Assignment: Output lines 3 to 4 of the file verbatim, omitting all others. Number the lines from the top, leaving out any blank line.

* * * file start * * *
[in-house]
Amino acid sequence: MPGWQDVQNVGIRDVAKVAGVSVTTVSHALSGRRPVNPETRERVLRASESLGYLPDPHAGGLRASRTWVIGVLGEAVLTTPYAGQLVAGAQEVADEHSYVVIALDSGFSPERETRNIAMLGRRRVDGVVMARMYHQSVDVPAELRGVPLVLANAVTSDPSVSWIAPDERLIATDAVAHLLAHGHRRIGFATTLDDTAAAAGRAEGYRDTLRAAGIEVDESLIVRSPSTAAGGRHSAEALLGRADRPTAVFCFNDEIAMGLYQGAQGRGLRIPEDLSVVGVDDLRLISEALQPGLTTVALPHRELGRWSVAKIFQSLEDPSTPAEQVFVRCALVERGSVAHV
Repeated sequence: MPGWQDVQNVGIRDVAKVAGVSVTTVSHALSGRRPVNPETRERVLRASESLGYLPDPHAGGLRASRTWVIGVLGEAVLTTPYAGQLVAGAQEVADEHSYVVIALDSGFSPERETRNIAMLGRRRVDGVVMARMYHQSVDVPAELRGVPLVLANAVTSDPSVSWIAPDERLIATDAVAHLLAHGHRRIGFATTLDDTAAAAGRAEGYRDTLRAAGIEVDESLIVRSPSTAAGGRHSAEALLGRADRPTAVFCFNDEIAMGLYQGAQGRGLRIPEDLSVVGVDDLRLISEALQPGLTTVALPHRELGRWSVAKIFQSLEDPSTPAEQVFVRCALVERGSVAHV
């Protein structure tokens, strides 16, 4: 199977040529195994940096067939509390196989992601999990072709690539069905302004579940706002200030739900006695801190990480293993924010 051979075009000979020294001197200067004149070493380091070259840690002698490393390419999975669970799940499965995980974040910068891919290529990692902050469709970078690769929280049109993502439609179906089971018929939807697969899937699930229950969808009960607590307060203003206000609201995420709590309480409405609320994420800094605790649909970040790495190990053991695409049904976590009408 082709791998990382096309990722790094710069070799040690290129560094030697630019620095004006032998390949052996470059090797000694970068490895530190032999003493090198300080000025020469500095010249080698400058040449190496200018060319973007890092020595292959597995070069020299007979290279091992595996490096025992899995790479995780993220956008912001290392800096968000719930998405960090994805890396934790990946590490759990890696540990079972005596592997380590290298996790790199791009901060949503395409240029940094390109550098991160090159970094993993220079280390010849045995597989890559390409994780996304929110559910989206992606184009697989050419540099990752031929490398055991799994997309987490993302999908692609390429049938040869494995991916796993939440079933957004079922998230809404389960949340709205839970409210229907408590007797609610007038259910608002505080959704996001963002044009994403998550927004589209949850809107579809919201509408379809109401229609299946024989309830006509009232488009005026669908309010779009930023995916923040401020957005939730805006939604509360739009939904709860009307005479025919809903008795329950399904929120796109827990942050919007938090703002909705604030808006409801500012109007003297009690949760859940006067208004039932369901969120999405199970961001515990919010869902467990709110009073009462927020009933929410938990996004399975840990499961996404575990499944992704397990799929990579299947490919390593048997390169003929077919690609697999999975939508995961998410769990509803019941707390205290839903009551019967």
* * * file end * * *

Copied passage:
Repeated sequence: MPGWQDVQNVGIRDVAKVAGVSVTTVSHALSGRRPVNPETRERVLRASESLGYLPDPHAGGLRASRTWVIGVLGEAVLTTPYAGQLVAGAQEVADEHSYVVIALDSGFSPERETRNIAMLGRRRVDGVVMARMYHQSVDVPAELRGVPLVLANAVTSDPSVSWIAPDERLIATDAVAHLLAHGHRRIGFATTLDDTAAAAGRAEGYRDTLRAAGIEVDESLIVRSPSTAAGGRHSAEALLGRADRPTAVFCFNDEIAMGLYQGAQGRGLRIPEDLSVVGVDDLRLISEALQPGLTTVALPHRELGRWSVAKIFQSLEDPSTPAEQVFVRCALVERGSVAHV
């Protein structure tokens, strides 16, 4: 199977040529195994940096067939509390196989992601999990072709690539069905302004579940706002200030739900006695801190990480293993924010 051979075009000979020294001197200067004149070493380091070259840690002698490393390419999975669970799940499965995980974040910068891919290529990692902050469709970078690769929280049109993502439609179906089971018929939807697969899937699930229950969808009960607590307060203003206000609201995420709590309480409405609320994420800094605790649909970040790495190990053991695409049904976590009408 082709791998990382096309990722790094710069070799040690290129560094030697630019620095004006032998390949052996470059090797000694970068490895530190032999003493090198300080000025020469500095010249080698400058040449190496200018060319973007890092020595292959597995070069020299007979290279091992595996490096025992899995790479995780993220956008912001290392800096968000719930998405960090994805890396934790990946590490759990890696540990079972005596592997380590290298996790790199791009901060949503395409240029940094390109550098991160090159970094993993220079280390010849045995597989890559390409994780996304929110559910989206992606184009697989050419540099990752031929490398055991799994997309987490993302999908692609390429049938040869494995991916796993939440079933957004079922998230809404389960949340709205839970409210229907408590007797609610007038259910608002505080959704996001963002044009994403998550927004589209949850809107579809919201509408379809109401229609299946024989309830006509009232488009005026669908309010779009930023995916923040401020957005939730805006939604509360739009939904709860009307005479025919809903008795329950399904929120796109827990942050919007938090703002909705604030808006409801500012109007003297009690949760859940006067208004039932369901969120999405199970961001515990919010869902467990709110009073009462927020009933929410938990996004399975840990499961996404575990499944992704397990799929990579299947490919390593048997390169003929077919690609697999999975939508995961998410769990509803019941707390205290839903009551019967």